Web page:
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Knowledge Management An Action Research Project Prof Hanifa Shah Professor of Information Systems Faculty of Computing, Engineering & Technology Staffordshire.

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Presentation on theme: "Knowledge Management An Action Research Project Prof Hanifa Shah Professor of Information Systems Faculty of Computing, Engineering & Technology Staffordshire."— Presentation transcript:

1 Knowledge Management An Action Research Project Prof Hanifa Shah Professor of Information Systems Faculty of Computing, Engineering & Technology Staffordshire University

2 Introduction Research took place in a major UK FMCG (Fast Moving Consumer Goods) manufacturer and distributor Makes and distributes FMCG branded goods Several brands in the 20 top-selling grocery brands in the UK Holds major UK franchises FCMG selected as: Little reported KM work applied to manufacturing firms in UK KM software was already being introduced in this company The FMCG organisation was already quite knowledgeable about the domain and its technologies What was missing was an understanding of what knowledge was in their own context and what was required of the KM technologies Implications for IS planning and development strategy needed to be understood

3 FMCG KM Study: Action Research Approach My research showed that many organisations were having knowledge management technologies ‘sold’ to them without a proper understanding of what KM meant for them The KM project was formulated by me as a response to an actual problem that had the potential to be addressed by academic ideas that needed to be made available for practical use. Key aspect of the KM project was this processing of academic theory and terminology into ideas and language that was appropriate to the business world The work was conducted as an Action Research project which included a series of meetings, proposals, workshops and interviews involving a wide range of personnel at the FMCG organisation including a number of senior managers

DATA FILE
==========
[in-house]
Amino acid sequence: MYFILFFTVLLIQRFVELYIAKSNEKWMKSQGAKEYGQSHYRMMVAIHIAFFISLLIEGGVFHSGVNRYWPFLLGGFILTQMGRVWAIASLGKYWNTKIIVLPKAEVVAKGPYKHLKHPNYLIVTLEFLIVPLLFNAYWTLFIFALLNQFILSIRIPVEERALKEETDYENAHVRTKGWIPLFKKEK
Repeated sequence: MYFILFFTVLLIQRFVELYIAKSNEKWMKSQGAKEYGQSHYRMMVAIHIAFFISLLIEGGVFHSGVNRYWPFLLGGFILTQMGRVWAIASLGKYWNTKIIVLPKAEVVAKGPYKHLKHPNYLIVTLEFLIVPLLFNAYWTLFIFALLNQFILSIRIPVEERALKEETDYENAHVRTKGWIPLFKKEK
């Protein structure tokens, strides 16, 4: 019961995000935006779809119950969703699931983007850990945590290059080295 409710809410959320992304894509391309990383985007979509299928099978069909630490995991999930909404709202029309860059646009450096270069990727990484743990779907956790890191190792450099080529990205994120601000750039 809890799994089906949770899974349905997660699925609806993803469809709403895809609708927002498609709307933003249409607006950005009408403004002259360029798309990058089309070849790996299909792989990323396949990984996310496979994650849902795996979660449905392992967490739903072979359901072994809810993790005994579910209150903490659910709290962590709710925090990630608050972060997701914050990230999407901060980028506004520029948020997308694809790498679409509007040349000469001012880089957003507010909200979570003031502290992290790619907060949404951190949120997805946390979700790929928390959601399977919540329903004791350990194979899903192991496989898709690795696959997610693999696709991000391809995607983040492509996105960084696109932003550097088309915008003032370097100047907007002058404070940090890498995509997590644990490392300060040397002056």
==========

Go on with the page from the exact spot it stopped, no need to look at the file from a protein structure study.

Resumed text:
4 Action Research Combines in-depth theoretical ideas and learning with practical benefits and change for the organisation Action research characteristics  Researchers are actively involved and collaborate on the project  Researchers and practitioners intend to bring about change and improvements  A conceptual framework for the research  Susman & Evered’s 1 form of action research involves Problem analysis Planning of activities to address the problems Executing the activities Evaluation of the work (reflection on what has been achieved) Capturing the learning  The learning leads to a further, improved action and reflection cycle 1Susman, G I and Evered, R D (1978), “An assessment of the scientific merits of Action Research”, Administrative Science Quarterly, 23:pp582-603

5 An Action Research based model for University-Industry collaboration Incubating Virtual Enterprise Networks in Yorkshire – An Action Research Approach Loh et al.,

6 Explicit vs tacit knowledge  Explicit knowledge can be precisely and formally articulated Codified in organisational procedures, policies, manuals and programs  Tacit knowledge Non-articulated and cannot be manifested as rules Subconsciously understood and applied, difficult to articulate, developed from experience, beliefs, perspectives & values Exists in domain expert’s skills, minds of employees, in established but uncodified organisational practices  FMCG Study To understand and elicit as much of the tacit knowledge as possible To facilitate change To foster a knowledge management culture To develop KM academic ideas

7 FMCG: Key elements of research Agree project context Define knowledge for the project context Identify knowledge sequences Prioritise with senior managers Determine impact on IS development Recommend plan of action

8 Agreeing context and definition Before agreeing a definition – need to understand context After various discussions the context was agreed as:  Management of Brand X across marketing and sales functions for one year Numerous definitions of knowledge in the literature Many refer to the importance of the human element in creating, defining and understanding knowledge Definition of knowledge recognised as being  Multi-faceted  Variable over time  Variable according to context  Shareable, reflectable if articulated Increased in relevance by engaging users in defining knowledge for their context In practice this can be done by a facilitated workshop